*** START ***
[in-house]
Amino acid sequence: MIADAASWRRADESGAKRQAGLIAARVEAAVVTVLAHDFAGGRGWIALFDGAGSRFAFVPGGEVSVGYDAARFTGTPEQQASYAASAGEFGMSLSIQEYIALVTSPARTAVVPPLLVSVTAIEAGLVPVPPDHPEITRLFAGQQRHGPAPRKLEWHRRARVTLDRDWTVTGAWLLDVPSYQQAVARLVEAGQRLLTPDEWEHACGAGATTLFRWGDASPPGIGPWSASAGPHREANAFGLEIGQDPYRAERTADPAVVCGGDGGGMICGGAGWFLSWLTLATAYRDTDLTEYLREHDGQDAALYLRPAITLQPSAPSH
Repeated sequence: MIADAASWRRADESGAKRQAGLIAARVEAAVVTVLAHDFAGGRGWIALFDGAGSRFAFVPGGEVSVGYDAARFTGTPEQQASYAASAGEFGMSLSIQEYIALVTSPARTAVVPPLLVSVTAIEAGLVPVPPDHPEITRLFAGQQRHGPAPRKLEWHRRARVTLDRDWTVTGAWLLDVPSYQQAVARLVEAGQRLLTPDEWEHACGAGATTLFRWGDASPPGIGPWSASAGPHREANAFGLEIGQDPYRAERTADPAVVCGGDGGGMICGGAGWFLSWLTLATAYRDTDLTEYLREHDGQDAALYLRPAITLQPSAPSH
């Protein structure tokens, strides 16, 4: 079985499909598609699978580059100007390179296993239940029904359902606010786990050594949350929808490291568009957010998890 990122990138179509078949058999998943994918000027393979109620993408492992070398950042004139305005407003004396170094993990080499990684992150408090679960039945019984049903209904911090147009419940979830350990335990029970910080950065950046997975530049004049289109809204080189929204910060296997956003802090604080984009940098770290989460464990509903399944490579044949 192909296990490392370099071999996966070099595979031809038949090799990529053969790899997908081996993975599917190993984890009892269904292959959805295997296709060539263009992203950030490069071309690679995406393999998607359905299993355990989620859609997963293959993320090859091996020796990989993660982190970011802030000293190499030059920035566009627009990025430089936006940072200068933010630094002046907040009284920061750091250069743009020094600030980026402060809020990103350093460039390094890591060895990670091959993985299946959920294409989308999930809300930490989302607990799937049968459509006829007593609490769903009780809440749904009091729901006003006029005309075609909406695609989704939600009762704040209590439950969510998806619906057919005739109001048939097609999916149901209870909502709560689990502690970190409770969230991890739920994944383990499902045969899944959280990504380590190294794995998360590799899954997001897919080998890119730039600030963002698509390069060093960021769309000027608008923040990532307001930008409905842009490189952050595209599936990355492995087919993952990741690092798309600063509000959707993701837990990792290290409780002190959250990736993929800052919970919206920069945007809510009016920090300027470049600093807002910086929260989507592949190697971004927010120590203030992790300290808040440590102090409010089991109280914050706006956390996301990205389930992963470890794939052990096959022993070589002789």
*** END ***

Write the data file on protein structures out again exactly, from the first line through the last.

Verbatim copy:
[in-house]
Amino acid sequence: MIADAASWRRADESGAKRQAGLIAARVEAAVVTVLAHDFAGGRGWIALFDGAGSRFAFVPGGEVSVGYDAARFTGTPEQQASYAASAGEFGMSLSIQEYIALVTSPARTAVVPPLLVSVTAIEAGLVPVPPDHPEITRLFAGQQRHGPAPRKLEWHRRARVTLDRDWTVTGAWLLDVPSYQQAVARLVEAGQRLLTPDEWEHACGAGATTLFRWGDASPPGIGPWSASAGPHREANAFGLEIGQDPYRAERTADPAVVCGGDGGGMICGGAGWFLSWLTLATAYRDTDLTEYLREHDGQDAALYLRPAITLQPSAPSH
Repeated sequence: MIADAASWRRADESGAKRQAGLIAARVEAAVVTVLAHDFAGGRGWIALFDGAGSRFAFVPGGEVSVGYDAARFTGTPEQQASYAASAGEFGMSLSIQEYIALVTSPARTAVVPPLLVSVTAIEAGLVPVPPDHPEITRLFAGQQRHGPAPRKLEWHRRARVTLDRDWTVTGAWLLDVPSYQQAVARLVEAGQRLLTPDEWEHACGAGATTLFRWGDASPPGIGPWSASAGPHREANAFGLEIGQDPYRAERTADPAVVCGGDGGGMICGGAGWFLSWLTLATAYRDTDLTEYLREHDGQDAALYLRPAITLQPSAPSH
């Protein structure tokens, strides 16, 4: 079985499909598609699978580059100007390179296993239940029904359902606010786990050594949350929808490291568009957010998890 990122990138179509078949058999998943994918000027393979109620993408492992070398950042004139305005407003004396170094993990080499990684992150408090679960039945019984049903209904911090147009419940979830350990335990029970910080950065950046997975530049004049289109809204080189929204910060296997956003802090604080984009940098770290989460464990509903399944490579044949 192909296990490392370099071999996966070099595979031809038949090799990529053969790899997908081996993975599917190993984890009892269904292959959805295997296709060539263009992203950030490069071309690679995406393999998607359905299993355990989620859609997963293959993320090859091996020796990989993660982190970011802030000293190499030059920035566009627009990025430089936006940072200068933010630094002046907040009284920061750091250069743009020094600030980026402060809020990103350093460039390094890591060895990670091959993985299946959920294409989308999930809300930490989302607990799937049968459509006829007593609490769903009780809440749904009091729901006003006029005309075609909406695609989704939600009762704040209590439950969510998806619906057919005739109001048939097609999916149901209870909502709560689990502690970190409770969230991890739920994944383990499902045969899944959280990504380590190294794995998360590799899954997001897919080998890119730039600030963002698509390069060093960021769309000027608008923040990532307001930008409905842009490189952050595209599936990355492995087919993952990741690092798309600063509000959707993701837990990792290290409780002190959250990736993929800052919970919206920069945007809510009016920090300027470049600093807002910086929260989507592949190697971004927010120590203030992790300290808040440590102090409010089991109280914050706006956390996301990205389930992963470890794939052990096959022993070589002789």